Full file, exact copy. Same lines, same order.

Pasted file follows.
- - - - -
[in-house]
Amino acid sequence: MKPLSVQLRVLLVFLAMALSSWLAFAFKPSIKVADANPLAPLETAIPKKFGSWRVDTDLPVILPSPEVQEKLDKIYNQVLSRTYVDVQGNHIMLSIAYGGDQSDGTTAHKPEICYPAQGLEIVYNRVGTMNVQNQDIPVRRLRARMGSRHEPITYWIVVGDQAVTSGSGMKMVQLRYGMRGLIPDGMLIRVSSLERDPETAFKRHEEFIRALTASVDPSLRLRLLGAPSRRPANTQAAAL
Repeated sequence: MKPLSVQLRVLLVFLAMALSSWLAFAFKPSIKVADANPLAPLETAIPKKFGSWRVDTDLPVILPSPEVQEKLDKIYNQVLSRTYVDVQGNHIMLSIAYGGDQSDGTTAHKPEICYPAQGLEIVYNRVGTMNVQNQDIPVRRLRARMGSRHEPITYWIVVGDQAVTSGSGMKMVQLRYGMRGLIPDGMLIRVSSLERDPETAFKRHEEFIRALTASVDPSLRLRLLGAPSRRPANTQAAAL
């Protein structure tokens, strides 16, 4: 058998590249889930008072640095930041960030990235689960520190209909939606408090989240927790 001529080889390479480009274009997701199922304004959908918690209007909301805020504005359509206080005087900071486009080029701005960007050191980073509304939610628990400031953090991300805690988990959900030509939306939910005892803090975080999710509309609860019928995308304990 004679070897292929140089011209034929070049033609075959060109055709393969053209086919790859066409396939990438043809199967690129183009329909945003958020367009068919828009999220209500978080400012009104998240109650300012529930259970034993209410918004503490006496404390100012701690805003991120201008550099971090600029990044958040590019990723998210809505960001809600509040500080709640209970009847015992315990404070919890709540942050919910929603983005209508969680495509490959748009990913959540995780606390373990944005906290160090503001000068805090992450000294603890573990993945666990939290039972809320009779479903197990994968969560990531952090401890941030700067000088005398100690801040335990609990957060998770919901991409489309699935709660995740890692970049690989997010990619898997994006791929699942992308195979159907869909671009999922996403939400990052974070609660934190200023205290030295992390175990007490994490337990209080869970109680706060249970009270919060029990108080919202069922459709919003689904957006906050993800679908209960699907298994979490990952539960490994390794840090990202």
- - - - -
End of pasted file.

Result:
[in-house]
Amino acid sequence: MKPLSVQLRVLLVFLAMALSSWLAFAFKPSIKVADANPLAPLETAIPKKFGSWRVDTDLPVILPSPEVQEKLDKIYNQVLSRTYVDVQGNHIMLSIAYGGDQSDGTTAHKPEICYPAQGLEIVYNRVGTMNVQNQDIPVRRLRARMGSRHEPITYWIVVGDQAVTSGSGMKMVQLRYGMRGLIPDGMLIRVSSLERDPETAFKRHEEFIRALTASVDPSLRLRLLGAPSRRPANTQAAAL
Repeated sequence: MKPLSVQLRVLLVFLAMALSSWLAFAFKPSIKVADANPLAPLETAIPKKFGSWRVDTDLPVILPSPEVQEKLDKIYNQVLSRTYVDVQGNHIMLSIAYGGDQSDGTTAHKPEICYPAQGLEIVYNRVGTMNVQNQDIPVRRLRARMGSRHEPITYWIVVGDQAVTSGSGMKMVQLRYGMRGLIPDGMLIRVSSLERDPETAFKRHEEFIRALTASVDPSLRLRLLGAPSRRPANTQAAAL
């Protein structure tokens, strides 16, 4: 058998590249889930008072640095930041960030990235689960520190209909939606408090989240927790 001529080889390479480009274009997701199922304004959908918690209007909301805020504005359509206080005087900071486009080029701005960007050191980073509304939610628990400031953090991300805690988990959900030509939306939910005892803090975080999710509309609860019928995308304990 004679070897292929140089011209034929070049033609075959060109055709393969053209086919790859066409396939990438043809199967690129183009329909945003958020367009068919828009999220209500978080400012009104998240109650300012529930259970034993209410918004503490006496404390100012701690805003991120201008550099971090600029990044958040590019990723998210809505960001809600509040500080709640209970009847015992315990404070919890709540942050919910929603983005209508969680495509490959748009990913959540995780606390373990944005906290160090503001000068805090992450000294603890573990993945666990939290039972809320009779479903197990994968969560990531952090401890941030700067000088005398100690801040335990609990957060998770919901991409489309699935709660995740890692970049690989997010990619898997994006791929699942992308195979159907869909671009999922996403939400990052974070609660934190200023205290030295992390175990007490994490337990209080869970109680706060249970009270919060029990108080919202069922459709919003689904957006906050993800679908209960699907298994979490990952539960490994390794840090990202």